Each week Tom Whitwell of Music Thing highlights the best of the new music gear that's coming out, as well as noteworthy vintage equipment:
The Scratchophone is a portable DJ instrument, designed and prototyped in France by student Alari Thierry. Alari realised that his turntables weren't a real musical instrument, just a big stereo system. Instead, he had a vision of a "portable scratching bongo drum", something which would let him jam with his friends in bands, and play music outdoors without a sound system.
He set about designing a suitable device. It has with batteries, a mixer, an amp and speakers hidden in the bottom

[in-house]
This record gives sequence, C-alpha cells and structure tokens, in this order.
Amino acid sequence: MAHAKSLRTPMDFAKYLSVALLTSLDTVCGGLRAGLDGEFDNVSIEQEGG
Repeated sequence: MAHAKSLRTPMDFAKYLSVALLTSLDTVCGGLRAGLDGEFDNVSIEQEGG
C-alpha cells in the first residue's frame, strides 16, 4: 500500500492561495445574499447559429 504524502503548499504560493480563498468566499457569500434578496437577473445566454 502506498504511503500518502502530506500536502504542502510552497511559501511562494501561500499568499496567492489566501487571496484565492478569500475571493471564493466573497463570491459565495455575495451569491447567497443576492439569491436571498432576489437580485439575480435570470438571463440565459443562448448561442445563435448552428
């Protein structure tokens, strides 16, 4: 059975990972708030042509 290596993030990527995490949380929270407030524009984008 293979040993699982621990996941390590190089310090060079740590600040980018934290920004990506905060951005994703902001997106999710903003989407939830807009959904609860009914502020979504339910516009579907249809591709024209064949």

shell, but the clever thing is the tonearm. Normal record-deck tonearms are high-precision, delicate things with
counterweights. The Scratchophone has a gooseneck tonearm with the guts from a
Vinyl Killer toy record playing van stuck on the end.
Its certainly not audiophile, and it couldnt play an track from end to end, but it holds the needle in the groove
well enough for scratching. As Alari says: Its not perfect but does the job more or less. Most importantly, the
Scratchophone plays real vinyl, unlike the
Vestax STC-V1, which
is just a controller for a CD player.
The Scratchophones world debut was at an Urban Music festival in London last weekend, and this video [wmv] shows that remarkably it really works. Hes currently looking for backers so he can create a real production model. My vision for the future? A marching band of DJs, scratching away together like a Brazilian samba school.